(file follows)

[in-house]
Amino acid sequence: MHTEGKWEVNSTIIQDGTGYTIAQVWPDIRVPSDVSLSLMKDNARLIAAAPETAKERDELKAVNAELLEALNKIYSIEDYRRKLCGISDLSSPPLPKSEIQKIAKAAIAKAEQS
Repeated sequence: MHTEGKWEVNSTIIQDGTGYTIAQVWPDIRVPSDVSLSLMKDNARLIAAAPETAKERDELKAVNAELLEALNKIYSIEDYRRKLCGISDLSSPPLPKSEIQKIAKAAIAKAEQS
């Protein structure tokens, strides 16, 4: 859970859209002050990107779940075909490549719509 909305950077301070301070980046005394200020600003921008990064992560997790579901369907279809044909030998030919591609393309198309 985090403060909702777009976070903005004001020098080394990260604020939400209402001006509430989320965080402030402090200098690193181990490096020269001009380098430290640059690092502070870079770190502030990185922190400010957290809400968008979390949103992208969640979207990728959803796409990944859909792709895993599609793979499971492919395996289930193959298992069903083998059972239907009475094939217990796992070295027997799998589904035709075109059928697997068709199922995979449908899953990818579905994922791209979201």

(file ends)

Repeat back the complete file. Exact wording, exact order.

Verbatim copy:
[in-house]
Amino acid sequence: MHTEGKWEVNSTIIQDGTGYTIAQVWPDIRVPSDVSLSLMKDNARLIAAAPETAKERDELKAVNAELLEALNKIYSIEDYRRKLCGISDLSSPPLPKSEIQKIAKAAIAKAEQS
Repeated sequence: MHTEGKWEVNSTIIQDGTGYTIAQVWPDIRVPSDVSLSLMKDNARLIAAAPETAKERDELKAVNAELLEALNKIYSIEDYRRKLCGISDLSSPPLPKSEIQKIAKAAIAKAEQS
């Protein structure tokens, strides 16, 4: 859970859209002050990107779940075909490549719509 909305950077301070301070980046005394200020600003921008990064992560997790579901369907279809044909030998030919591609393309198309 985090403060909702777009976070903005004001020098080394990260604020939400209402001006509430989320965080402030402090200098690193181990490096020269001009380098430290640059690092502070870079770190502030990185922190400010957290809400968008979390949103992208969640979207990728959803796409990944859909792709895993599609793979499971492919395996289930193959298992069903083998059972239907009475094939217990796992070295027997799998589904035709075109059928697997068709199922995979449908899953990818579905994922791209979201």